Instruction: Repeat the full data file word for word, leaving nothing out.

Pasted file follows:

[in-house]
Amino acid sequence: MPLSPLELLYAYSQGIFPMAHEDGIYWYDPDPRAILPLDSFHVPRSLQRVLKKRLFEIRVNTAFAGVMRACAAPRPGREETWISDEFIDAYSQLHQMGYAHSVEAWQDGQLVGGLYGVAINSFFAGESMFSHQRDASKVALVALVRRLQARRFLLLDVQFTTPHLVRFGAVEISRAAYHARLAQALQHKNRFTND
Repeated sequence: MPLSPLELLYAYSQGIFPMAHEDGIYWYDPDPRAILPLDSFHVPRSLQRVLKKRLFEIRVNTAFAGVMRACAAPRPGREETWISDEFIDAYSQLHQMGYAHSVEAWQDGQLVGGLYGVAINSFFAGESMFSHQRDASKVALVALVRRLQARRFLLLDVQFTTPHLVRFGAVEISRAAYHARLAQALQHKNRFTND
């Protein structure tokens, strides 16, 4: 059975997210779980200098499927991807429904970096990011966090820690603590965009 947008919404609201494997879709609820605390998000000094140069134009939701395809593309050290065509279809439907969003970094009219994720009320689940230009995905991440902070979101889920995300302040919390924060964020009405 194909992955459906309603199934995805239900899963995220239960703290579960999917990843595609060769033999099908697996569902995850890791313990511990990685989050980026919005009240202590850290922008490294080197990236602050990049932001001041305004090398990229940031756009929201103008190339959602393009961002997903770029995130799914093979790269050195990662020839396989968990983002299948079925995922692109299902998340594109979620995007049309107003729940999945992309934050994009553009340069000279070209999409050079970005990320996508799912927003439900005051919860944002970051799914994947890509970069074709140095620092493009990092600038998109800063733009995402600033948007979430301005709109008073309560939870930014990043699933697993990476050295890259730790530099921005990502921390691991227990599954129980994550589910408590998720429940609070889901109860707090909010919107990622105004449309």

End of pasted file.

[in-house]
Amino acid sequence: MPLSPLELLYAYSQGIFPMAHEDGIYWYDPDPRAILPLDSFHVPRSLQRVLKKRLFEIRVNTAFAGVMRACAAPRPGREETWISDEFIDAYSQLHQMGYAHSVEAWQDGQLVGGLYGVAINSFFAGESMFSHQRDASKVALVALVRRLQARRFLLLDVQFTTPHLVRFGAVEISRAAYHARLAQALQHKNRFTND
Repeated sequence: MPLSPLELLYAYSQGIFPMAHEDGIYWYDPDPRAILPLDSFHVPRSLQRVLKKRLFEIRVNTAFAGVMRACAAPRPGREETWISDEFIDAYSQLHQMGYAHSVEAWQDGQLVGGLYGVAINSFFAGESMFSHQRDASKVALVALVRRLQARRFLLLDVQFTTPHLVRFGAVEISRAAYHARLAQALQHKNRFTND
């Protein structure tokens, strides 16, 4: 059975997210779980200098499927991807429904970096990011966090820690603590965009 947008919404609201494997879709609820605390998000000094140069134009939701395809593309050290065509279809439907969003970094009219994720009320689940230009995905991440902070979101889920995300302040919390924060964020009405 194909992955459906309603199934995805239900899963995220239960703290579960999917990843595609060769033999099908697996569902995850890791313990511990990685989050980026919005009240202590850290922008490294080197990236602050990049932001001041305004090398990229940031756009929201103008190339959602393009961002997903770029995130799914093979790269050195990662020839396989968990983002299948079925995922692109299902998340594109979620995007049309107003729940999945992309934050994009553009340069000279070209999409050079970005990320996508799912927003439900005051919860944002970051799914994947890509970069074709140095620092493009990092600038998109800063733009995402600033948007979430301005709109008073309560939870930014990043699933697993990476050295890259730790530099921005990502921390691991227990599954129980994550589910408590998720429940609070889901109860707090909010919107990622105004449309």